My question…coming from a mind of a simple pilot…why didn’t they trim the forces out? The trim system worked just fine. It even disabled MCAS for 5 seconds.
That’s exactly what they tried to do. But in hindsight that was the wrong response. The correct response would have been to treat it as a “Runaway Trim” (which it was not) and lift the cutouts. After that, they could trim manually with the wheels. The motor which MCAS utilized was very fast. So it only took a few seconds before the stick forces were beyond the ability of the yoke to track the nose back away from the drink. Try to imagine a cycle where you get things under control for a moment. You relax a moment then the plane starts trimming wildly again and you once more find yourself along for the ride. Totally terrifying.
I’ve hear opposite. MCAS is slower than normal trim. …
It is now.
Pilots both real and virtual for whom airliners are pretty dull machines have a backwards concept of elevator and trim. Most planes smaller than a midsized corporate jet have elevators that are big and trim tabs that are small. Airliners have movable stabilizers which are huge and elevators which are comparatively tiny. It is those big stabilizers which are moved by the trim. When you move the yoke you are manipulating the the elevator, the minor of the two pitch controls. If you watch an airline pilot land her jet in gusty conditions you might be surprised at how much yoke displacement is required. At low speed, it takes a lot. This makes for excellent controllability through a huge speed and CG envelope. But it also means that any automated system that is given access to the trim had better be very limited in its authority.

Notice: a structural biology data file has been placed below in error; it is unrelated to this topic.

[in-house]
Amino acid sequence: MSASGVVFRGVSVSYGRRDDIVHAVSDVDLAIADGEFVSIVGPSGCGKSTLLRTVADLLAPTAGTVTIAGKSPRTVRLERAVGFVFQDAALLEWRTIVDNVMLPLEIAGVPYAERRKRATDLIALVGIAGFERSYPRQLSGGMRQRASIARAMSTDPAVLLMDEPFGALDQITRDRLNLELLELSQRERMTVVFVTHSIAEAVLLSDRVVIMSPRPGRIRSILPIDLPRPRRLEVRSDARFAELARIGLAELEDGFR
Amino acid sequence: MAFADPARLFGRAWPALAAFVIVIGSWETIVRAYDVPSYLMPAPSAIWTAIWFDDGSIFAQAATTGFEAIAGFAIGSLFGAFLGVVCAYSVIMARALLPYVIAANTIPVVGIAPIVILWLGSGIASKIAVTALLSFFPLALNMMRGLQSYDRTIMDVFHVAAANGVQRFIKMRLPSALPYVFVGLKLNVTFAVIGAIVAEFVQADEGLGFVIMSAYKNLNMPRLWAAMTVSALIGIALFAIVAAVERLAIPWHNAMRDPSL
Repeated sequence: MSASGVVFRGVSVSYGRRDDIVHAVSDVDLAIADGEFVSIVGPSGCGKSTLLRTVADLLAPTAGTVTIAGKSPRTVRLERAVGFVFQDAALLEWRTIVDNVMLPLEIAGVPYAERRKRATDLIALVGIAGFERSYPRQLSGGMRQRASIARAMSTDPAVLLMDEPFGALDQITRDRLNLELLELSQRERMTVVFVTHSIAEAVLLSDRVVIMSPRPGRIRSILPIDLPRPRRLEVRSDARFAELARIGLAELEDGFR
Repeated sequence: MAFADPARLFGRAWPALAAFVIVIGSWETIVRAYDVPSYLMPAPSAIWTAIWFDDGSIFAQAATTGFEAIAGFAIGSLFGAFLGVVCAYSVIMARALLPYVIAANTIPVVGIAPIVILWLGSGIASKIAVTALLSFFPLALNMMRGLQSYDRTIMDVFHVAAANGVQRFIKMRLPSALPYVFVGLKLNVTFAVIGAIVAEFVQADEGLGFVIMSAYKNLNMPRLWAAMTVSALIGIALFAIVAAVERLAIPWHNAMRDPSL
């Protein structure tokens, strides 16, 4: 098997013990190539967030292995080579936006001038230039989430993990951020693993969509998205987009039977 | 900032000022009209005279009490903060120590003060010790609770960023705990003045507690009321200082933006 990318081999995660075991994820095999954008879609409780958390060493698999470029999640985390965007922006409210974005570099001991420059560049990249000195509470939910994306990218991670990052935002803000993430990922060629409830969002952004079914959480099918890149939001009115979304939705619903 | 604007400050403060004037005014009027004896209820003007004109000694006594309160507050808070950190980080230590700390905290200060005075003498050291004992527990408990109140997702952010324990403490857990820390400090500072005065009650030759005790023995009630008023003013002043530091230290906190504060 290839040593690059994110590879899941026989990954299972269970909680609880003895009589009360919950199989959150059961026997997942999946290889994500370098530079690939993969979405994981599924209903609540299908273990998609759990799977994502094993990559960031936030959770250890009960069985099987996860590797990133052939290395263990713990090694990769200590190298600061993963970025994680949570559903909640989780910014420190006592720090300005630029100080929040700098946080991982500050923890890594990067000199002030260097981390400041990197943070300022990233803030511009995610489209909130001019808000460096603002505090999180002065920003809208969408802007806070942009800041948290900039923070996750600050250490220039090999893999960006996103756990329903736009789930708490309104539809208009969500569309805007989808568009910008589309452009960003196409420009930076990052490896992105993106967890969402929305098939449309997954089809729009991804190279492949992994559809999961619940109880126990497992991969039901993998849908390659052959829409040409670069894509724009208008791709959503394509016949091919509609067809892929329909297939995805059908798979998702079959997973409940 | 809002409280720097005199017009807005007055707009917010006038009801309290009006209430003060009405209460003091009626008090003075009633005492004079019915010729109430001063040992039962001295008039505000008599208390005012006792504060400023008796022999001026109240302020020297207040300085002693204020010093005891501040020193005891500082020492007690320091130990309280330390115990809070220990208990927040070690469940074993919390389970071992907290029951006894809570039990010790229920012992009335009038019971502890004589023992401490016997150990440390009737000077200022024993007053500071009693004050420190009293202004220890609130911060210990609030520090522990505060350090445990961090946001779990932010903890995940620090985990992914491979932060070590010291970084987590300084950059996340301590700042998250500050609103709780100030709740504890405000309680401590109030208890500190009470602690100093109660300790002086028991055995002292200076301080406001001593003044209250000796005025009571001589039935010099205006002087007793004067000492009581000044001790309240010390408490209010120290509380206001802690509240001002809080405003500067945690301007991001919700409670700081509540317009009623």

Now? Boeing updated MCAS logic after crashes and went through red/black label and FAA approval before fleet got grounded?
I am not sure what that means. But I have read that of the many changes to MCAS, one was to lower the trim rate, the other was to limit the length of each application.
Presumeably these are the changes that boeing is trying to get certified now?
Right. Remember that the crews in both crashed planes were dealing with stick shakers and stall warnings. The cockpit was filled with sources of confusion and sensory overload. This was because a single bad AOA sensor was all it took to activate the warnings and MCAS. Now it takes both sensors. There might be other logic built into the stall warning system as well to lower the odds of errant activation even further. MCAS now supposedly is so weak that, even if it does activate, it can easily be managed without the cutouts. I think I read also that MCAS will now honor the yoke displacement sensor. If the yoke moves a certain distance of travel opposite the trim direction, power to the trim motors is removed.